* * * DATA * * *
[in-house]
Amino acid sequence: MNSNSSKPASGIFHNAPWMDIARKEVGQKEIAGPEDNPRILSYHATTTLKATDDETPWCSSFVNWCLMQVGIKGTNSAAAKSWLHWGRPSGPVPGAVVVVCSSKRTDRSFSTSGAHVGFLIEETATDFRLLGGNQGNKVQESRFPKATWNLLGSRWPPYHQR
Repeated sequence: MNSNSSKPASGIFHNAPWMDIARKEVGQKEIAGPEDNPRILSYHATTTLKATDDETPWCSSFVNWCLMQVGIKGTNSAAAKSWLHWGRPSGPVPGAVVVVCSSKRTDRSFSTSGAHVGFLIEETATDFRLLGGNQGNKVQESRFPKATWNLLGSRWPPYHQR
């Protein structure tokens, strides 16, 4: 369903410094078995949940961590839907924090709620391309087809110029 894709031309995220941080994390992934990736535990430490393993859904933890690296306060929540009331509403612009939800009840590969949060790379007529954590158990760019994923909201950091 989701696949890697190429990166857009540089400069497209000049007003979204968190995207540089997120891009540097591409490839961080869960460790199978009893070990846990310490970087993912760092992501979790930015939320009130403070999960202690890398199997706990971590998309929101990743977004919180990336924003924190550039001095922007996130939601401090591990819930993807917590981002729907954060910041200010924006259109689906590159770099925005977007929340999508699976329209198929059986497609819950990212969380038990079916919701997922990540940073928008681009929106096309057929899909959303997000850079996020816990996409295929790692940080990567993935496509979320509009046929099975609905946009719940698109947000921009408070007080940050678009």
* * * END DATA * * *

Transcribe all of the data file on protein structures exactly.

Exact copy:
[in-house]
Amino acid sequence: MNSNSSKPASGIFHNAPWMDIARKEVGQKEIAGPEDNPRILSYHATTTLKATDDETPWCSSFVNWCLMQVGIKGTNSAAAKSWLHWGRPSGPVPGAVVVVCSSKRTDRSFSTSGAHVGFLIEETATDFRLLGGNQGNKVQESRFPKATWNLLGSRWPPYHQR
Repeated sequence: MNSNSSKPASGIFHNAPWMDIARKEVGQKEIAGPEDNPRILSYHATTTLKATDDETPWCSSFVNWCLMQVGIKGTNSAAAKSWLHWGRPSGPVPGAVVVVCSSKRTDRSFSTSGAHVGFLIEETATDFRLLGGNQGNKVQESRFPKATWNLLGSRWPPYHQR
């Protein structure tokens, strides 16, 4: 369903410094078995949940961590839907924090709620391309087809110029 894709031309995220941080994390992934990736535990430490393993859904933890690296306060929540009331509403612009939800009840590969949060790379007529954590158990760019994923909201950091 989701696949890697190429990166857009540089400069497209000049007003979204968190995207540089997120891009540097591409490839961080869960460790199978009893070990846990310490970087993912760092992501979790930015939320009130403070999960202690890398199997706990971590998309929101990743977004919180990336924003924190550039001095922007996130939601401090591990819930993807917590981002729907954060910041200010924006259109689906590159770099925005977007929340999508699976329209198929059986497609819950990212969380038990079916919701997922990540940073928008681009929106096309057929899909959303997000850079996020816990996409295929790692940080990567993935496509979320509009046929099975609905946009719940698109947000921009408070007080940050678009």